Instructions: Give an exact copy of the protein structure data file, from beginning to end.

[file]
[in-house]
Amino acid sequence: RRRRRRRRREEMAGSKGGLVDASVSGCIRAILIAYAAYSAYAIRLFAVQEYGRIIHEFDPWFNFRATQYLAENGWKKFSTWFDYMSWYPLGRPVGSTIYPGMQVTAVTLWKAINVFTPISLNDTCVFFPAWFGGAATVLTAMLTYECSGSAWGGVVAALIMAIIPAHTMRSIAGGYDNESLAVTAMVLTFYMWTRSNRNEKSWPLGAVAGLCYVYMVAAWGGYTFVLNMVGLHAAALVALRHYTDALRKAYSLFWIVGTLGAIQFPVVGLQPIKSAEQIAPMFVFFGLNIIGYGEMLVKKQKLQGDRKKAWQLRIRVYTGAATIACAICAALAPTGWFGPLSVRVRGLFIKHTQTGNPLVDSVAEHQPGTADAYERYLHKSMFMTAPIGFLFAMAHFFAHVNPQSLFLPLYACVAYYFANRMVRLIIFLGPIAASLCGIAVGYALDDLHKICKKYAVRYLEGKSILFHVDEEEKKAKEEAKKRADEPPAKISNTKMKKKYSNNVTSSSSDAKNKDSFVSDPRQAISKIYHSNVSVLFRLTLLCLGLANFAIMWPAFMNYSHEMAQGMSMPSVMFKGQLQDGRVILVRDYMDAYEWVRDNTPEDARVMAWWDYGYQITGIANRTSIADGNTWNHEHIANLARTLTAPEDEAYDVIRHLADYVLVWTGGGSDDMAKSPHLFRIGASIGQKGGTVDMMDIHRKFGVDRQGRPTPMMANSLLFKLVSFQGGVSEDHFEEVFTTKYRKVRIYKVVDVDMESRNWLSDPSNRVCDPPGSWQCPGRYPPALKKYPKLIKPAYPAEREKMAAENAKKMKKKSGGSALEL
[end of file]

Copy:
[in-house]
Amino acid sequence: RRRRRRRRREEMAGSKGGLVDASVSGCIRAILIAYAAYSAYAIRLFAVQEYGRIIHEFDPWFNFRATQYLAENGWKKFSTWFDYMSWYPLGRPVGSTIYPGMQVTAVTLWKAINVFTPISLNDTCVFFPAWFGGAATVLTAMLTYECSGSAWGGVVAALIMAIIPAHTMRSIAGGYDNESLAVTAMVLTFYMWTRSNRNEKSWPLGAVAGLCYVYMVAAWGGYTFVLNMVGLHAAALVALRHYTDALRKAYSLFWIVGTLGAIQFPVVGLQPIKSAEQIAPMFVFFGLNIIGYGEMLVKKQKLQGDRKKAWQLRIRVYTGAATIACAICAALAPTGWFGPLSVRVRGLFIKHTQTGNPLVDSVAEHQPGTADAYERYLHKSMFMTAPIGFLFAMAHFFAHVNPQSLFLPLYACVAYYFANRMVRLIIFLGPIAASLCGIAVGYALDDLHKICKKYAVRYLEGKSILFHVDEEEKKAKEEAKKRADEPPAKISNTKMKKKYSNNVTSSSSDAKNKDSFVSDPRQAISKIYHSNVSVLFRLTLLCLGLANFAIMWPAFMNYSHEMAQGMSMPSVMFKGQLQDGRVILVRDYMDAYEWVRDNTPEDARVMAWWDYGYQITGIANRTSIADGNTWNHEHIANLARTLTAPEDEAYDVIRHLADYVLVWTGGGSDDMAKSPHLFRIGASIGQKGGTVDMMDIHRKFGVDRQGRPTPMMANSLLFKLVSFQGGVSEDHFEEVFTTKYRKVRIYKVVDVDMESRNWLSDPSNRVCDPPGSWQCPGRYPPALKKYPKLIKPAYPAEREKMAAENAKKMKKKSGGSALEL